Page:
www.podcasts.com/inbetween-the-music-9c45b7b5a/episode/IBM-Music-Dickens-ee75

www.podcasts.com/inbetween-the-music-9c45b7b5a/episode/IBM-Music-Christmas-d31d

Libby Rich, who ran an amazing garden shop called Plant Odyssey in Birmingham’s Lakeview neighborhood for years, now shares her expertise on Libbyrich’s Blog https://libbyrich.wordpress.com/2021/12/13/a-roll-of-quarters.  My gardening inspiration growing up was my Granddaddy Harbison, but it was in Libby’s Lakeview shop that I honed my knowledge of plants and gardens. She is a formidable presence with a kind heart and voluminous knowledge of growing things. Libby’s Christmas-themed essay, “A Roll of Quarters,” is about a customer who always bought his Christmas poinsettias at Plant Odyssey, leaving a roll of quarters for her to treat her staff. My dad collected coins, mainly quarters, in his retirement and often gifted special people with a roll. Libby’s post, read on my balcony overlooking the lagoon and Mobile Bay beyond, is especially poignant in this season of remembrance.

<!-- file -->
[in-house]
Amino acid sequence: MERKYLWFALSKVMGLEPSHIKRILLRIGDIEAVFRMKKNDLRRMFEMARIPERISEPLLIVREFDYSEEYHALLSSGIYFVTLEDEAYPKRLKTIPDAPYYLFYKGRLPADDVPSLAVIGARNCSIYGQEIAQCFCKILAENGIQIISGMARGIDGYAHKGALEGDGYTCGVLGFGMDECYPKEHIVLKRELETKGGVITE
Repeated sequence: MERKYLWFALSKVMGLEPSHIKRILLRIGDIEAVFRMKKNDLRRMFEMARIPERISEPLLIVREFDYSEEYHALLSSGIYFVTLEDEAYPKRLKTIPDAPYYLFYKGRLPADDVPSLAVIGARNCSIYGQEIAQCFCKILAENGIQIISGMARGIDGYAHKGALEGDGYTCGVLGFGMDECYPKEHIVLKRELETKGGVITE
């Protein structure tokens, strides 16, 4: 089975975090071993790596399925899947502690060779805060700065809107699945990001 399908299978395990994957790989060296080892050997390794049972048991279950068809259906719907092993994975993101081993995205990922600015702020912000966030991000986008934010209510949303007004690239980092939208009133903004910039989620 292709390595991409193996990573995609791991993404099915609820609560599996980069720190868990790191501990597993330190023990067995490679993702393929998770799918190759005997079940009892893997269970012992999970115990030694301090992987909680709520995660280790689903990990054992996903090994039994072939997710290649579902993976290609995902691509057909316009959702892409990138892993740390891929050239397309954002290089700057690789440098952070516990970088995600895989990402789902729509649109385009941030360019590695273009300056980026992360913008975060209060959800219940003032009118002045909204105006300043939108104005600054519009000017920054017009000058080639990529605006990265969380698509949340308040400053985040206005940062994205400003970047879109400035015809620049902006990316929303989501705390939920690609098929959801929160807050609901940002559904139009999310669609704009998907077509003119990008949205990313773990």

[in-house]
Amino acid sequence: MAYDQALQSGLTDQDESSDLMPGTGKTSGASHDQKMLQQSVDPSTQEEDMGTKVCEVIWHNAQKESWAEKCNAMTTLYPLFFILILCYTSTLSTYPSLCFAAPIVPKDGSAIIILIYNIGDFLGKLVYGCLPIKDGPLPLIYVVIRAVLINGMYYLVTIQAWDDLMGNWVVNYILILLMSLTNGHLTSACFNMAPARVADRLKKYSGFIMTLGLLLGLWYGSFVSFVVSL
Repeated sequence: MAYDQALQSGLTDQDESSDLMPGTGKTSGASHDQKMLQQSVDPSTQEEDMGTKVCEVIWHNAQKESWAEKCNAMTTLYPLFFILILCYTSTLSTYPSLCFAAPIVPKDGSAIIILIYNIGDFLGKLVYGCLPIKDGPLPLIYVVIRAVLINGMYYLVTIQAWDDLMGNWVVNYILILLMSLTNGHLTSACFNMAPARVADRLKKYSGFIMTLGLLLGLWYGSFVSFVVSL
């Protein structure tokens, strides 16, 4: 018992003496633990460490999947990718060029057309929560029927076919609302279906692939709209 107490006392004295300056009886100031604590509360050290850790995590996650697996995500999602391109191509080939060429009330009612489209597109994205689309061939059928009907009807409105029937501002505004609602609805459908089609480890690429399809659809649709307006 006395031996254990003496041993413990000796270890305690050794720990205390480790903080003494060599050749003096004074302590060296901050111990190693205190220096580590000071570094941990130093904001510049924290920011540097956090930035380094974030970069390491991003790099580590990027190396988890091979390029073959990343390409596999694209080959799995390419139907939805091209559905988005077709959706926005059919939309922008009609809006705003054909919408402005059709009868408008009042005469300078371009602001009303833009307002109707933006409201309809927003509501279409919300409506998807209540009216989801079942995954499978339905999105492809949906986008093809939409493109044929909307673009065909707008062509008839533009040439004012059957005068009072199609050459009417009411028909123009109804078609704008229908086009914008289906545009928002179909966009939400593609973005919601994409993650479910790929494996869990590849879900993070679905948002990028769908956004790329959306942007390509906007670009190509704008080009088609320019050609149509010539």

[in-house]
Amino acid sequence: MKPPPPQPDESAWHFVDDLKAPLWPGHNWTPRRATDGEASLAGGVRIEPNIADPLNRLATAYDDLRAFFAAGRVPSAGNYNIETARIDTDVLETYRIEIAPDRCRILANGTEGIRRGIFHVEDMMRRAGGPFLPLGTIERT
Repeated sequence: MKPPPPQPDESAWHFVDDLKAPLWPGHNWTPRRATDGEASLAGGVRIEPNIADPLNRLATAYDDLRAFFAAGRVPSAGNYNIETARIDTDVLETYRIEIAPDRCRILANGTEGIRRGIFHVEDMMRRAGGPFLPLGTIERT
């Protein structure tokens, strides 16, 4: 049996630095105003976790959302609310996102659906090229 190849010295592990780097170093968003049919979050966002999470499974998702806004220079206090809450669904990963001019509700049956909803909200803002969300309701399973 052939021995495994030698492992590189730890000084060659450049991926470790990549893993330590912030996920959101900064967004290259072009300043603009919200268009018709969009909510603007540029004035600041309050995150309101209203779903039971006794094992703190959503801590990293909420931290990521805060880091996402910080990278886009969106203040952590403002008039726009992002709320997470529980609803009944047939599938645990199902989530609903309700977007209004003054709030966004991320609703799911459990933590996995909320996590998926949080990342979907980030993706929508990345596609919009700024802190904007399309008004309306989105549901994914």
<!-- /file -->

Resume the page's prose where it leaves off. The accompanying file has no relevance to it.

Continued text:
Along for the ride, also, are a well-worn copy of Truman Capote’s “A Christmas Memory” and a brand-new copy of the first novel by artist Julyan Davis, whom I have known for many years. Davis’s A History of Saints is a jaunty satire set in Asheville, North Carolina. It reminds me, in ways, of the Alabama author Eugene Walter, who thought parenthetically and found the joy in eccentricity all around him. I won’t quite finish Julyan’s book on this trip, but I’m enjoying the ride https://smpbooks.com/product/a-history-of-saints.